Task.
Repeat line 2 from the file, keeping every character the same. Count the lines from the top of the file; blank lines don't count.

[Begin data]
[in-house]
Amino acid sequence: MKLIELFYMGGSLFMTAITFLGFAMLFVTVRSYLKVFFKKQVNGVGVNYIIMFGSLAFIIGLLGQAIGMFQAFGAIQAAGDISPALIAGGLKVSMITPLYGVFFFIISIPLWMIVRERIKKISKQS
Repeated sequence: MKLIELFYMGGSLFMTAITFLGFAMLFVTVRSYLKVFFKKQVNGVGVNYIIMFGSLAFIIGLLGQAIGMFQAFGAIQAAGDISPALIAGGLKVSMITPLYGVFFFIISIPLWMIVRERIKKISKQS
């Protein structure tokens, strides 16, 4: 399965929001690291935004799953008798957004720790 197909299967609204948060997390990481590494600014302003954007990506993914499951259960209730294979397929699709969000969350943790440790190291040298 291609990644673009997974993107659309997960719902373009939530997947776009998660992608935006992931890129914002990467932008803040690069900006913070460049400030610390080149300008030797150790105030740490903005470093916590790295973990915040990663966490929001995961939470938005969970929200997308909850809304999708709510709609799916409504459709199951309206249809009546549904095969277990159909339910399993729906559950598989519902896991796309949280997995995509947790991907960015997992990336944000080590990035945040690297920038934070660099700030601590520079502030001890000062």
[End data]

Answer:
Amino acid sequence: MKLIELFYMGGSLFMTAITFLGFAMLFVTVRSYLKVFFKKQVNGVGVNYIIMFGSLAFIIGLLGQAIGMFQAFGAIQAAGDISPALIAGGLKVSMITPLYGVFFFIISIPLWMIVRERIKKISKQS